It’s Okay To Admit Both Sides Had the Afghanistan Withdrawal Wrong

A couple weeks ago, under a piece I wrote about the fall of Afghanistan back into the hands of the Taliban, a regular commenter, who had previously supported a full U.S. withdrawal from the country, did something rather remarkable in today’s political environment. He admitted that he had been wrong.

He confessed that he hadn’t sufficiently researched what the conditions in Afghanistan had been in recent years. With little national reporting coming out of the country, public opinion long favoring leaving, and U.S. political leaders from both parties continuing to insist that we were fighting a costly, deadly, pointless, and “endless” war, he was inclined to agree that it was indeed time to go.

“I believed Afghanistan to be a worthless piece of rock where the Afghans refused to fight their own battles at enormous cost to US money and lives,” he wrote. “Over 70 percent of Americans wanted out of Afghanistan. And I believe 100 percent of them had the same opinion I had due to the lack of facts.”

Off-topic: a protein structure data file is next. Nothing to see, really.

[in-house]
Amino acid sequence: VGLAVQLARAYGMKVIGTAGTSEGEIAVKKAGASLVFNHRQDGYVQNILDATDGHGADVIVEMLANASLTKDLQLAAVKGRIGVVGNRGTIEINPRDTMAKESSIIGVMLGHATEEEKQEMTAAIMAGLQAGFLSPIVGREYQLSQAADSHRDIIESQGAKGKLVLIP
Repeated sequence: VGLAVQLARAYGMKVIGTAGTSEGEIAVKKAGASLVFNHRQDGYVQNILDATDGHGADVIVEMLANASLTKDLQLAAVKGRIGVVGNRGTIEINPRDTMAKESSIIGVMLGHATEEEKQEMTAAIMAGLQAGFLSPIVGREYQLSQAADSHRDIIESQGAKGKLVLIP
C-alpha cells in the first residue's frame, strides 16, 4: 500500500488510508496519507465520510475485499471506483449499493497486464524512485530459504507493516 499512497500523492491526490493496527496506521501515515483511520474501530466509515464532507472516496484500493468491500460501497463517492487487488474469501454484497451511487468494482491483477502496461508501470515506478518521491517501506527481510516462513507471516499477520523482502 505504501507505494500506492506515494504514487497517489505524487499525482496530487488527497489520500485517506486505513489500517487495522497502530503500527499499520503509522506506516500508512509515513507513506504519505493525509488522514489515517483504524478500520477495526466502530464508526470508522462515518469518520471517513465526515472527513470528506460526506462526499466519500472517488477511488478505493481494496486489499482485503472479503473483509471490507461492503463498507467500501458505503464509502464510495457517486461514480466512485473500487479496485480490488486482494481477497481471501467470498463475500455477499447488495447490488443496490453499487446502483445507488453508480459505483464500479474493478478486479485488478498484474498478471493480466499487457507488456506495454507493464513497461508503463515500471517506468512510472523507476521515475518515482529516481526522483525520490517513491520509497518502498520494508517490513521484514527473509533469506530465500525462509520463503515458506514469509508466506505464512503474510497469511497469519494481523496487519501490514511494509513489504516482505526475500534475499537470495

He added, “I have been missing-in-action pertaining to the fact that this war 20 years old, saw young people, including girls, that grew up in an environment free of totalitarianism that permitted them to be educated. I can’t imagine being brought up in a society knowing that a murderous monster in the Taliban was patiently awaiting at the border. The fate of a 17 year old kid plunging to his death in his attempt to flee brought this reality home. I did not realize that over 50,000 Afghans died over the past 7 years fighting the Taliban and in many cases without pay or ammunition. It no longer appears to me that they were the cowards who refused to fight portrayed by the last two administrations.”

I took a couple things away from the commenter’s words.

For starters, he made a really good point about the false perception he and most Americans had of Afghanistan. Once widely seen as the “good war,” our continued deployment there eventually took on the same stigma as the “bad war,” Iraq.